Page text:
When Google launched its Gmail service back in 2004—yeah, we know it only left “beta” in 2009—immediately faced controversy over the decision to use software to scan the content of users’ email messages in an attempt to clean keywords and other information it could use to serve up potentially-relevant ads alongside the messages. The practice has drawn legal fire before, and now it’s happened again: attorneys representing Kelly Michaels have files suit in the Eastern District of Texas alleging that scanning users’ email messages for keywords and other ad-relevant terms violates users’ privacy.
Although Google spells out its message-scanning practices in the terms of service that all Gmail users must accept before they may start using the service, Michael’s case takes the approach that users don’t actually understand what they’re agreeing to when they consent to the terms. Not only do most users not read the terms of service, Michaels argues, but the wording of the agreement makes it almost impossible to comprehend. The terms of service constitute 92 paragraphs (presented in a small scrolling box, with a printable version available separately), not including separate privacy policies and program policies in separate documents. Michaels also notes there’s no opportunity for users to negotiate terms with Google.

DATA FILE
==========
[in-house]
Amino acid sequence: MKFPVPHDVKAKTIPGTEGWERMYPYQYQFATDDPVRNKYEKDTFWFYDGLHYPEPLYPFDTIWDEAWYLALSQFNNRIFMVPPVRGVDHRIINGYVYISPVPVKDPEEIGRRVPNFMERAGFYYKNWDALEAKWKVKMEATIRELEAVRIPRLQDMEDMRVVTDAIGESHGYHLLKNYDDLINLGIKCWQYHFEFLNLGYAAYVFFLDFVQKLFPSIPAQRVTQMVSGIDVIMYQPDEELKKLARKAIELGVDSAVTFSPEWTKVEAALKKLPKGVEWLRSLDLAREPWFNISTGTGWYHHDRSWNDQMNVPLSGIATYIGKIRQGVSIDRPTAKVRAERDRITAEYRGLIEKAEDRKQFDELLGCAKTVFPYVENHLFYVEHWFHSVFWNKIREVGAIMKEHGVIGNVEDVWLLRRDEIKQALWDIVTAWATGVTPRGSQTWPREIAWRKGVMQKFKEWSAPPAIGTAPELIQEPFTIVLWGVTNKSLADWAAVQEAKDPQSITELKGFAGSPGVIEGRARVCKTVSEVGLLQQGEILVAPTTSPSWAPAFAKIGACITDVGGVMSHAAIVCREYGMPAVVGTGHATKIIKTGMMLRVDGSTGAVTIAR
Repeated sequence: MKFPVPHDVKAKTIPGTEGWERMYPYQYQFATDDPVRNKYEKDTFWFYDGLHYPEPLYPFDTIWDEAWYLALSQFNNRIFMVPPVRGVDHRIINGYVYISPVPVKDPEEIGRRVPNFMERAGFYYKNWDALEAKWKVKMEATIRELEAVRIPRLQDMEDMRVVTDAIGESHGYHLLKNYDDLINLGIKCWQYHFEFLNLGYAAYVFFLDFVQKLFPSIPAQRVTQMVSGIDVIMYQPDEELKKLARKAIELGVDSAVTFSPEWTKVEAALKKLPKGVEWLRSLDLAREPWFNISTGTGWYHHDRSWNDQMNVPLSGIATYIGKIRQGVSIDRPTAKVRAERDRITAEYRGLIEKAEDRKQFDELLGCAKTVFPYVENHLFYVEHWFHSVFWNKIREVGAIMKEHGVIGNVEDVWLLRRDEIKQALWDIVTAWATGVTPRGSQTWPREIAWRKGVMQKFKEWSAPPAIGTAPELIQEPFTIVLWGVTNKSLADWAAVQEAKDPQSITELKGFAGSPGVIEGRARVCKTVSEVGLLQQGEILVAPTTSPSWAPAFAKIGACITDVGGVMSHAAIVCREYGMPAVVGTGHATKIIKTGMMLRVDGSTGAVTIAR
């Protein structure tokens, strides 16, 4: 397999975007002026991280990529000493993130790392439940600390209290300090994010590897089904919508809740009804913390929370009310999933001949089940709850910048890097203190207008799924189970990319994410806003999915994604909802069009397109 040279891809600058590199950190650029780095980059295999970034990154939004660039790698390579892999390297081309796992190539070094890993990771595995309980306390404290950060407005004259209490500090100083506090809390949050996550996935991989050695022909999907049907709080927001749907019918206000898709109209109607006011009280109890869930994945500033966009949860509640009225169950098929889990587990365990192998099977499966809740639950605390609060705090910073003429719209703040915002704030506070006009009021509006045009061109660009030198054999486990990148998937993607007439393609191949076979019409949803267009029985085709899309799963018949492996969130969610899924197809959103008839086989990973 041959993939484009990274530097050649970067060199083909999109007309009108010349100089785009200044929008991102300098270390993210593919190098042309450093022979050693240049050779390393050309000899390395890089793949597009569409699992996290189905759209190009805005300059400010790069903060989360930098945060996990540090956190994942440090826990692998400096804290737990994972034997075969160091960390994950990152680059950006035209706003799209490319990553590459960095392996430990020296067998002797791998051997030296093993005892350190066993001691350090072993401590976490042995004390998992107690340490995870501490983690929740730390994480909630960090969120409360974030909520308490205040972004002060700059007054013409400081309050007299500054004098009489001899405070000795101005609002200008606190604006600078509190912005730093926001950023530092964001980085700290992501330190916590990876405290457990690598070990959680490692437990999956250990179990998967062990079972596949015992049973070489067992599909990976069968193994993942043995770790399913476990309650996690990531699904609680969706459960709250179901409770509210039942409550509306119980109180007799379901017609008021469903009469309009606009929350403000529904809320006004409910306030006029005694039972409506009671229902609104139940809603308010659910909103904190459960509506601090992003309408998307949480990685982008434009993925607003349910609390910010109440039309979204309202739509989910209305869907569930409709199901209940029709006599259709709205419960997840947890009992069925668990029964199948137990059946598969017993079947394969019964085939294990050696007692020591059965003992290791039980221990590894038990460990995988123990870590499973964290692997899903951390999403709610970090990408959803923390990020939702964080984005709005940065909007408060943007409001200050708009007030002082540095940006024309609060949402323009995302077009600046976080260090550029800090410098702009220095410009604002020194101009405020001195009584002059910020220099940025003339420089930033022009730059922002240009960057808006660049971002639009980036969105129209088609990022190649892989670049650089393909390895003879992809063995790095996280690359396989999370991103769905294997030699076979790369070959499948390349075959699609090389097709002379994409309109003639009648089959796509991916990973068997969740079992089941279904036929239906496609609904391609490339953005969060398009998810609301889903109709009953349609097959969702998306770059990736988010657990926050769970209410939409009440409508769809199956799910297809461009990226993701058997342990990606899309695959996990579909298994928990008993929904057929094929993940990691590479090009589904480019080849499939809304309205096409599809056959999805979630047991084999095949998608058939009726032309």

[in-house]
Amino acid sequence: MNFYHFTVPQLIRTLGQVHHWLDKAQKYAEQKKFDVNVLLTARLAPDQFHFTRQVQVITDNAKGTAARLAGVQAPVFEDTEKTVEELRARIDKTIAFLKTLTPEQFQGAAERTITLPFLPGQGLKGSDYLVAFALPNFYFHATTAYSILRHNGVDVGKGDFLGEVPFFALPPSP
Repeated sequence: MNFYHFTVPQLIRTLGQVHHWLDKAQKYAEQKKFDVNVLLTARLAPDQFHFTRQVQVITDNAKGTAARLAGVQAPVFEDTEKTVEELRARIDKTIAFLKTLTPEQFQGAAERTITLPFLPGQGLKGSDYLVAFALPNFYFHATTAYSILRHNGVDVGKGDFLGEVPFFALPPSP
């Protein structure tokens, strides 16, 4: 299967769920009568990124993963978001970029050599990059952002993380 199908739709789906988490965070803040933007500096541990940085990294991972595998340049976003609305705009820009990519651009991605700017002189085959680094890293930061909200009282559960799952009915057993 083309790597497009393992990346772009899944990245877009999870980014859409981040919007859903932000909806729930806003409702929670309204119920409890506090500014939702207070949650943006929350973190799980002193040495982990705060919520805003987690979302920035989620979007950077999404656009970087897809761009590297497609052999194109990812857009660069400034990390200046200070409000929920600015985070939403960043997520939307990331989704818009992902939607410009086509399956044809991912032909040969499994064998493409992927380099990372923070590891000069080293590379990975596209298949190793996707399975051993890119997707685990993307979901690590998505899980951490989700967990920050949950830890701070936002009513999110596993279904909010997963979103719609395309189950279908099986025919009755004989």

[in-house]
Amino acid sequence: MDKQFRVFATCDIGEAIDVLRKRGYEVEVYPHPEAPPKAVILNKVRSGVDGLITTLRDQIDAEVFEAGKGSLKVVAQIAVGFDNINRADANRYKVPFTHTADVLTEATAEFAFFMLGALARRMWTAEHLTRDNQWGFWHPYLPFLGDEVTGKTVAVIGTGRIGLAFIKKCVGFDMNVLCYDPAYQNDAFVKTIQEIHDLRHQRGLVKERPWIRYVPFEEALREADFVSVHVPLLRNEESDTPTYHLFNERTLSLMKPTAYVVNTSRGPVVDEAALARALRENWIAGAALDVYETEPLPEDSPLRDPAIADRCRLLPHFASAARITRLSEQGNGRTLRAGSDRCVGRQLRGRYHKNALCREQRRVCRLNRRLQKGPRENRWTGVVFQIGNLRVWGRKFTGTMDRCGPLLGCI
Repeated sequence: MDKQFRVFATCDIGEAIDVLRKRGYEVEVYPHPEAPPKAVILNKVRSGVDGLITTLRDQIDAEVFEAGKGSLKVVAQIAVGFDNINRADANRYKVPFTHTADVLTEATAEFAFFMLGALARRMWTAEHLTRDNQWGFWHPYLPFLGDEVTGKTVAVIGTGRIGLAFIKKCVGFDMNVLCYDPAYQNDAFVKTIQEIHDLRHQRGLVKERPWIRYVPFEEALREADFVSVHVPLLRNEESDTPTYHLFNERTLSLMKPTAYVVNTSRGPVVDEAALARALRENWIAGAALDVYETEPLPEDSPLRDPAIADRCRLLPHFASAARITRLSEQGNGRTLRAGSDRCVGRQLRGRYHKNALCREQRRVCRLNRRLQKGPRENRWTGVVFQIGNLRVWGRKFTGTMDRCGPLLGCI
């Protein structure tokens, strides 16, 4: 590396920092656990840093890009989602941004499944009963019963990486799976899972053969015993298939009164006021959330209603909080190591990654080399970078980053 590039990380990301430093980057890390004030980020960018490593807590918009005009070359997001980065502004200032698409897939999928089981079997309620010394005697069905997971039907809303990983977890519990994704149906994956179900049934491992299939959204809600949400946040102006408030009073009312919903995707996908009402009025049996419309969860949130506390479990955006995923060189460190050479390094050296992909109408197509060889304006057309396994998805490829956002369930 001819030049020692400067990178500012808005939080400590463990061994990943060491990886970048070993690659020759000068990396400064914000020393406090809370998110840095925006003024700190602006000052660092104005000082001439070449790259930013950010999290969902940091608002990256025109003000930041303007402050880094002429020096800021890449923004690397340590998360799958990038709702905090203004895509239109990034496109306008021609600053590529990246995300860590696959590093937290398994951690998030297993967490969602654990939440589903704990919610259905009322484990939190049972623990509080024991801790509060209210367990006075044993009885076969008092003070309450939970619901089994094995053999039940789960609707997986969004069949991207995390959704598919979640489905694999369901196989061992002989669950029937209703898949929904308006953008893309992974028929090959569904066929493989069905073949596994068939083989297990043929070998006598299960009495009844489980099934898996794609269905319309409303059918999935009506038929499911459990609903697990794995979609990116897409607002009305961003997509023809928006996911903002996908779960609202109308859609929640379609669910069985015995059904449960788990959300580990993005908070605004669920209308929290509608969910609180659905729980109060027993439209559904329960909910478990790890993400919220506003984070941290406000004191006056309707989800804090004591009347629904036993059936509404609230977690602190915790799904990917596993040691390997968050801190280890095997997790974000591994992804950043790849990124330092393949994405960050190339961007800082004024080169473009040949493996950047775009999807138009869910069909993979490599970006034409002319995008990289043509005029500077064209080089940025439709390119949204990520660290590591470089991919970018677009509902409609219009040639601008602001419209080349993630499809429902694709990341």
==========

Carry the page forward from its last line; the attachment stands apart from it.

Many industry watchers see little hope for Michaels’ suit going forward or gaining significant traction against Google. Although a handful of technology companies have made efforts to make their terms of service more human-readable, so long as terms and conditions are presented accurately there is no legal standard for how comprehensible they must be to some fictional “average” reader. Also, terms of service for Internet-based services have historically been cut-and-dry affairs, with only a few exceptions enabling users to accept or reject particular components of a contact.
Last year, Texas resident Keith Dunbar filed a similar suit over Google’s scanning of email messages to serve advertising. That suit is currently sealed, at Google’s request.